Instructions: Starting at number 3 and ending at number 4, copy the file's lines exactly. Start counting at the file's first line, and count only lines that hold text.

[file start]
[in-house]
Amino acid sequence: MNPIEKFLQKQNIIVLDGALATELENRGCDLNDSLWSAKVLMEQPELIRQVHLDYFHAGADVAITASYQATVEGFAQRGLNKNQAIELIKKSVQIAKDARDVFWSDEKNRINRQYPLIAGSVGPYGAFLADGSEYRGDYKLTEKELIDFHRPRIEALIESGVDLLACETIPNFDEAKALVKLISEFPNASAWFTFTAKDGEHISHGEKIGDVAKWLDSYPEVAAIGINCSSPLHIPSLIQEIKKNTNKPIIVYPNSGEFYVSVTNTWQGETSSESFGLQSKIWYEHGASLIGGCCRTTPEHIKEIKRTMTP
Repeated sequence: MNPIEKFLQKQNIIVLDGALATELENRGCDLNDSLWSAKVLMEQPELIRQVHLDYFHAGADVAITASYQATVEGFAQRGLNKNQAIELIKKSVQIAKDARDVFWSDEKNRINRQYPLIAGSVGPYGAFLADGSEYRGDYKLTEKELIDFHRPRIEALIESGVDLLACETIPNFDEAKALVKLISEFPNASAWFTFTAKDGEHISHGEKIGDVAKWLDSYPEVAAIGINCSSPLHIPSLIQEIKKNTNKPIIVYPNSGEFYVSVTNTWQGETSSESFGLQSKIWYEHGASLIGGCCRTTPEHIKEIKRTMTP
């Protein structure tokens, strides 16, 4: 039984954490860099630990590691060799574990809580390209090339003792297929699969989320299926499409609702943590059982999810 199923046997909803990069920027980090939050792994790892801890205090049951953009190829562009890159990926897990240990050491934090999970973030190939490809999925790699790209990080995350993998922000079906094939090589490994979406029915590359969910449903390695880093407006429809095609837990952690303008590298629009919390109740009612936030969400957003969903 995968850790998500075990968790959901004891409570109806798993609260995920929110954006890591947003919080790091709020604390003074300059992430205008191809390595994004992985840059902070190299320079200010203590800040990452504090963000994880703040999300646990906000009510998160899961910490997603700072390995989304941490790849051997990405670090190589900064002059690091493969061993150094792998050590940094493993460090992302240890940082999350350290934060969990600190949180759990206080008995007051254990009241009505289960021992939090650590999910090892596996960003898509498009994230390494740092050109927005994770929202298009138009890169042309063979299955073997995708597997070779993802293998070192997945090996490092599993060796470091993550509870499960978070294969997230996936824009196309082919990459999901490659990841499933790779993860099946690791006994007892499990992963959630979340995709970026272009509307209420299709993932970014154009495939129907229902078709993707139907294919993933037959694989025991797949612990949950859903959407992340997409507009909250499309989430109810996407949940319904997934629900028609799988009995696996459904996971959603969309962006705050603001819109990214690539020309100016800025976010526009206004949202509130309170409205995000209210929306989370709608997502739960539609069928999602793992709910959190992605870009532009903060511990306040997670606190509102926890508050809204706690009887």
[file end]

Repeated sequence: MNPIEKFLQKQNIIVLDGALATELENRGCDLNDSLWSAKVLMEQPELIRQVHLDYFHAGADVAITASYQATVEGFAQRGLNKNQAIELIKKSVQIAKDARDVFWSDEKNRINRQYPLIAGSVGPYGAFLADGSEYRGDYKLTEKELIDFHRPRIEALIESGVDLLACETIPNFDEAKALVKLISEFPNASAWFTFTAKDGEHISHGEKIGDVAKWLDSYPEVAAIGINCSSPLHIPSLIQEIKKNTNKPIIVYPNSGEFYVSVTNTWQGETSSESFGLQSKIWYEHGASLIGGCCRTTPEHIKEIKRTMTP
């Protein structure tokens, strides 16, 4: 039984954490860099630990590691060799574990809580390209090339003792297929699969989320299926499409609702943590059982999810 199923046997909803990069920027980090939050792994790892801890205090049951953009190829562009890159990926897990240990050491934090999970973030190939490809999925790699790209990080995350993998922000079906094939090589490994979406029915590359969910449903390695880093407006429809095609837990952690303008590298629009919390109740009612936030969400957003969903 995968850790998500075990968790959901004891409570109806798993609260995920929110954006890591947003919080790091709020604390003074300059992430205008191809390595994004992985840059902070190299320079200010203590800040990452504090963000994880703040999300646990906000009510998160899961910490997603700072390995989304941490790849051997990405670090190589900064002059690091493969061993150094792998050590940094493993460090992302240890940082999350350290934060969990600190949180759990206080008995007051254990009241009505289960021992939090650590999910090892596996960003898509498009994230390494740092050109927005994770929202298009138009890169042309063979299955073997995708597997070779993802293998070192997945090996490092599993060796470091993550509870499960978070294969997230996936824009196309082919990459999901490659990841499933790779993860099946690791006994007892499990992963959630979340995709970026272009509307209420299709993932970014154009495939129907229902078709993707139907294919993933037959694989025991797949612990949950859903959407992340997409507009909250499309989430109810996407949940319904997934629900028609799988009995696996459904996971959603969309962006705050603001819109990214690539020309100016800025976010526009206004949202509130309170409205995000209210929306989370709608997502739960539609069928999602793992709910959190992605870009532009903060511990306040997670606190509102926890508050809204706690009887």